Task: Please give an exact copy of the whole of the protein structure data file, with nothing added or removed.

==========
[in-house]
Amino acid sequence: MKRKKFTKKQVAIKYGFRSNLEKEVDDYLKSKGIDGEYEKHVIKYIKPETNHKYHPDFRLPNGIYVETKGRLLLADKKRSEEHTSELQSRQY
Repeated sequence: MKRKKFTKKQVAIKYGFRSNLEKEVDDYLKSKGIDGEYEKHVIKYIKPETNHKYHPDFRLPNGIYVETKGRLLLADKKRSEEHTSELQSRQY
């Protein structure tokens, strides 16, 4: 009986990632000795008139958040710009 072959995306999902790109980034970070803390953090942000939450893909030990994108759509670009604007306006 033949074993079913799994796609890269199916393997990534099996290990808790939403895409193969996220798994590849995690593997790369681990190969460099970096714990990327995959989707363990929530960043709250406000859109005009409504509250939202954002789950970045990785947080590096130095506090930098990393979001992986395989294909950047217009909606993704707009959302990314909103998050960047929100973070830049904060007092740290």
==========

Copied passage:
[in-house]
Amino acid sequence: MKRKKFTKKQVAIKYGFRSNLEKEVDDYLKSKGIDGEYEKHVIKYIKPETNHKYHPDFRLPNGIYVETKGRLLLADKKRSEEHTSELQSRQY
Repeated sequence: MKRKKFTKKQVAIKYGFRSNLEKEVDDYLKSKGIDGEYEKHVIKYIKPETNHKYHPDFRLPNGIYVETKGRLLLADKKRSEEHTSELQSRQY
């Protein structure tokens, strides 16, 4: 009986990632000795008139958040710009 072959995306999902790109980034970070803390953090942000939450893909030990994108759509670009604007306006 033949074993079913799994796609890269199916393997990534099996290990808790939403895409193969996220798994590849995690593997790369681990190969460099970096714990990327995959989707363990929530960043709250406000859109005009409504509250939202954002789950970045990785947080590096130095506090930098990393979001992986395989294909950047217009909606993704707009959302990314909103998050960047929100973070830049904060007092740290």